>Clive’s Eritrean journey

>Beth Murphy and I have just spent a busy day with our partners, the British Council and Ministry of Education in Asmara, the capital of Eritrea. We arrived yesterday after a long overnight flight via Cairo which allowed for very little sleep and a 4am arrival. After a few hours rest we had a walk around the incredible and well preserved if somewhat decayed, art deco city centre, and a wonderful welcome at a traditional coffee ceremony with the family of a colleague. Then an early night in anticipation of a very busy day, though the combination of too much coffee and the excitement of a new place made sleep difficult.

We started our first day with a briefing at the British Council with the acting Director Mefsin Habtetsion and our main contact Michael Tekie who is in charge of the very impressive management and librarian training programmes run by the Council, and will be accompanying us on our visits to the various schools and institutions in the course of the week. Part of the training for the librarians is in the Library Information Management System which has been developed by the British Council in Eritrea for use in school and community libraries. We were fortunate that a training programme was in progress and we were introduced to the class, learning the system and the computer skills need to operate it. On being told who we were, one of the participants, a secondary school teacher, said “we are proud of Book Aid who send us new books”, a great endorsement for our work so early in the visit.

A key part of the tour was, of course, to see the Book Aid International shipment which has recently arrived in Asmara and is being sorted for distribution by Kisseri Mehreteab. It is a huge task with over 14,000 books in the shipment. As Michael said, “the book famine in Eritrea has been minimized because of Book Aid International”. But without our local partners, the books would never reach their readers.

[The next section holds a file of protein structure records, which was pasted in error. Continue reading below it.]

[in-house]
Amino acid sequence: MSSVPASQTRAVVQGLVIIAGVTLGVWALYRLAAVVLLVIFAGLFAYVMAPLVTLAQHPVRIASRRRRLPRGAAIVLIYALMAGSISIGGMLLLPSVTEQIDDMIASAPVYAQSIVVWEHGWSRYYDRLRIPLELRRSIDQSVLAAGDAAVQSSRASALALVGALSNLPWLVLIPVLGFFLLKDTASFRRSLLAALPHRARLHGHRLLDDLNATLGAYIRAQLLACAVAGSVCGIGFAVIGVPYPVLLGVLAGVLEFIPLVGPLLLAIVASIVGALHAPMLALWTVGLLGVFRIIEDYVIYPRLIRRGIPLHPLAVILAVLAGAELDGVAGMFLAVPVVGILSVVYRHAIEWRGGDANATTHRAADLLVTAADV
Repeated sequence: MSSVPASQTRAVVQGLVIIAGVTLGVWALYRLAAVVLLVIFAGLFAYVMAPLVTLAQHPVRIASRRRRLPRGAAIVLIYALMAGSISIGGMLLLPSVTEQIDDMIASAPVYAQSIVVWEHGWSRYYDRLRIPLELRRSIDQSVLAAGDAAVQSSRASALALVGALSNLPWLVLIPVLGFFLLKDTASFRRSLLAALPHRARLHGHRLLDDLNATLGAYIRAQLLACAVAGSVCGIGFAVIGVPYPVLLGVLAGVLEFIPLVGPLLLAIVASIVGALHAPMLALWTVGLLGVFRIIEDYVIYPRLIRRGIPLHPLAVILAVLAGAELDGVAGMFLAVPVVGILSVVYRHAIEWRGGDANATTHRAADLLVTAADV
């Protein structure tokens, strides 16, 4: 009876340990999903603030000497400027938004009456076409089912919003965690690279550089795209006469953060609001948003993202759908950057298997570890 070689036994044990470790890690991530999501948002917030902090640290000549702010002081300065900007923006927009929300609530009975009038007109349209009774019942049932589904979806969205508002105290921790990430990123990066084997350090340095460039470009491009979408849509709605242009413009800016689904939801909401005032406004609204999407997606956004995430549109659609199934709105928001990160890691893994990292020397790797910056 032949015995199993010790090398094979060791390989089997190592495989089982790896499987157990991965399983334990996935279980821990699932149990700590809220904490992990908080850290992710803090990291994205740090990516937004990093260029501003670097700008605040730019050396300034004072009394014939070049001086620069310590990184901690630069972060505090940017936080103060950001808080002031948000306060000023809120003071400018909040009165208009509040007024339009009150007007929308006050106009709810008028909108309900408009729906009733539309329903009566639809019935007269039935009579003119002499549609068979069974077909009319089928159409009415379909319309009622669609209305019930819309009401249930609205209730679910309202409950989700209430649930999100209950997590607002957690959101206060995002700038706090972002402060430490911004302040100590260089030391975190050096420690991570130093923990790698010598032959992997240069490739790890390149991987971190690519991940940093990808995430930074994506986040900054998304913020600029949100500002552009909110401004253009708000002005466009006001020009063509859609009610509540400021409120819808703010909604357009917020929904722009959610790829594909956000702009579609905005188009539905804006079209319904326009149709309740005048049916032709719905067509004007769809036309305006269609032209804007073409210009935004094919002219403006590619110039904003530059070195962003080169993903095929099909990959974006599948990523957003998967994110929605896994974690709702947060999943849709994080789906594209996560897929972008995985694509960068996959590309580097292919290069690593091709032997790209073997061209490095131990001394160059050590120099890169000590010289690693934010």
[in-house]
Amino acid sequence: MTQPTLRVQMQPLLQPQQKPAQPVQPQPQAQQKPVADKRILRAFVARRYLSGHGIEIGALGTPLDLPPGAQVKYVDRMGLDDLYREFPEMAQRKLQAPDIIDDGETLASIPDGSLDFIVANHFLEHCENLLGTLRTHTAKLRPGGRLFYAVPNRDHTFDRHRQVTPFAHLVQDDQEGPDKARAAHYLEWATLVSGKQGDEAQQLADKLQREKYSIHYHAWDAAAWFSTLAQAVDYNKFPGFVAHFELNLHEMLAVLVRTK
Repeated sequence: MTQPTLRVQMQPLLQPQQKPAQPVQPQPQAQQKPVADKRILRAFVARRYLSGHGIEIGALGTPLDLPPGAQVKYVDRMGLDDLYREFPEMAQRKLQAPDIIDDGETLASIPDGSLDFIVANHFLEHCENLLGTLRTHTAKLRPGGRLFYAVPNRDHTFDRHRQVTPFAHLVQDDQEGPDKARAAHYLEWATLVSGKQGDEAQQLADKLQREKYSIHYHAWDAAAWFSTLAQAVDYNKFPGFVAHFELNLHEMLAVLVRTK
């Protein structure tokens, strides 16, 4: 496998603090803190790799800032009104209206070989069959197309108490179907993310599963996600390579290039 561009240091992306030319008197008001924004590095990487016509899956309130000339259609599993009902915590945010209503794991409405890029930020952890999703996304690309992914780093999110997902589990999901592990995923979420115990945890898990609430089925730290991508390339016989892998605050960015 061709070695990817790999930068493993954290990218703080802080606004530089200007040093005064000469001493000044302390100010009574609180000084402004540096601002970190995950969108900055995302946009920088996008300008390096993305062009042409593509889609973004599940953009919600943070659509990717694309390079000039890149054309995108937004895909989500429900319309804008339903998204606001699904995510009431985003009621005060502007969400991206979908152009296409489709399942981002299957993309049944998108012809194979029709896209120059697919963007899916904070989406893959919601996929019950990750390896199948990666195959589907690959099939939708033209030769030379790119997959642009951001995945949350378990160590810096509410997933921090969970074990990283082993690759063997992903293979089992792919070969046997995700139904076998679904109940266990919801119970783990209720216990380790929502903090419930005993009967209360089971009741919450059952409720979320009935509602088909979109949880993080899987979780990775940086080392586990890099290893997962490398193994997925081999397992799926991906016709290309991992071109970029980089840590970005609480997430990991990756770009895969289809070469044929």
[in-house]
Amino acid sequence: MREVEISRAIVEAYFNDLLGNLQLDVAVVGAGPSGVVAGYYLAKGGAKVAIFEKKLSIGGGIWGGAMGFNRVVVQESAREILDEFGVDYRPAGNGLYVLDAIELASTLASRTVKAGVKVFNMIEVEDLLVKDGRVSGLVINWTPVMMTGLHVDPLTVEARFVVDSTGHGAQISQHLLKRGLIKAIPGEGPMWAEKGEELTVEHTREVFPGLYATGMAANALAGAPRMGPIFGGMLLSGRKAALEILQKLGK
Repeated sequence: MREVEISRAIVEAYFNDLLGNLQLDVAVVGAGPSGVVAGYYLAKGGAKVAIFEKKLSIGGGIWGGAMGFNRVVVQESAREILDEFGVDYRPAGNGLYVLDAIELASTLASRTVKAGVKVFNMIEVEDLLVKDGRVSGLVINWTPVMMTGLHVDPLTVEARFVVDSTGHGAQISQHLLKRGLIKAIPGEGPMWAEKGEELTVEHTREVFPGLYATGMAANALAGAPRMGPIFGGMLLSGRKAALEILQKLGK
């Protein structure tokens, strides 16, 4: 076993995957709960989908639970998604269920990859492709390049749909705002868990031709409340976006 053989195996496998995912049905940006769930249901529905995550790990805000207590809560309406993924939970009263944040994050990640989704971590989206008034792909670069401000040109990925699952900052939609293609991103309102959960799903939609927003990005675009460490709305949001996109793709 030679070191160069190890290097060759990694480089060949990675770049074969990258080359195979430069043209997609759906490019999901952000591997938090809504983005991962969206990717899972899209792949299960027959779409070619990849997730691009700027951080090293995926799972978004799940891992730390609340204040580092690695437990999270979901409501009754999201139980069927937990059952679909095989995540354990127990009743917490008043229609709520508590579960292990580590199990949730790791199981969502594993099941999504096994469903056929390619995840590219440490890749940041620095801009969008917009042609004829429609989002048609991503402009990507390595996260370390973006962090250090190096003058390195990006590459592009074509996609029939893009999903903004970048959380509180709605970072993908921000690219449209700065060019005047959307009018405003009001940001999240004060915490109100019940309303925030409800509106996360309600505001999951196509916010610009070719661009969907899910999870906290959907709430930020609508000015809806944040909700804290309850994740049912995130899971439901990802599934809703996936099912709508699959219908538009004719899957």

During the day, accompanied by Gebrenegus Berhane who is in charge of libraries at the Ministry of Education, we visited a range of libraries at a junior school, a secondary school, a technical college and the nursing college. We were struck by how well organised all the libraries were, although there is not heavy usage at present as the schools have just opened for the new academic year. It is clear that there is still a great need for more books, especially in the sciences and English language. One striking thing about the schools is that there is now parity between the number of girls and boys at secondary level, a new development since Book Aid International’s last visit three years ago. And teachers we talked to all said that girls were doing better in their studies than boys, a familiar story to people coming from the UK, but especially encouraging in the African context.

Between school visits we managed to squeeze in meetings with John Stops, the recently arrived VSO Country Director and the British Ambassador. VSO are involved in a major education programme with 39 volunteers placed in schools and other institutions, and we discussed the possibility of developing wider co-operation between ourselves, VSO and the Ministry. Nick Ashbury, the Ambassador, was helpful in briefing us on the situation in Eritrea and the position of NGOs. It can be a difficult environment, but Book Aid International has good relations with the Ministry of Education and we expect that there will be no problem in extending our partnership agreement.

It has been an exhausting, but hugely informative day. It is my first visit to see what happens to some of the hundreds of thousands of books I see every day in the Camberwell warehouse, and to meet the key people who make sure that at this end, the right book gets to the right person. In Eritrea, at least, they seem to be doing a wonderful job. Tomorrow we go to Keren and Hagaz, two hours to the north of Asmara. More libraries and another interesting day awaits us.
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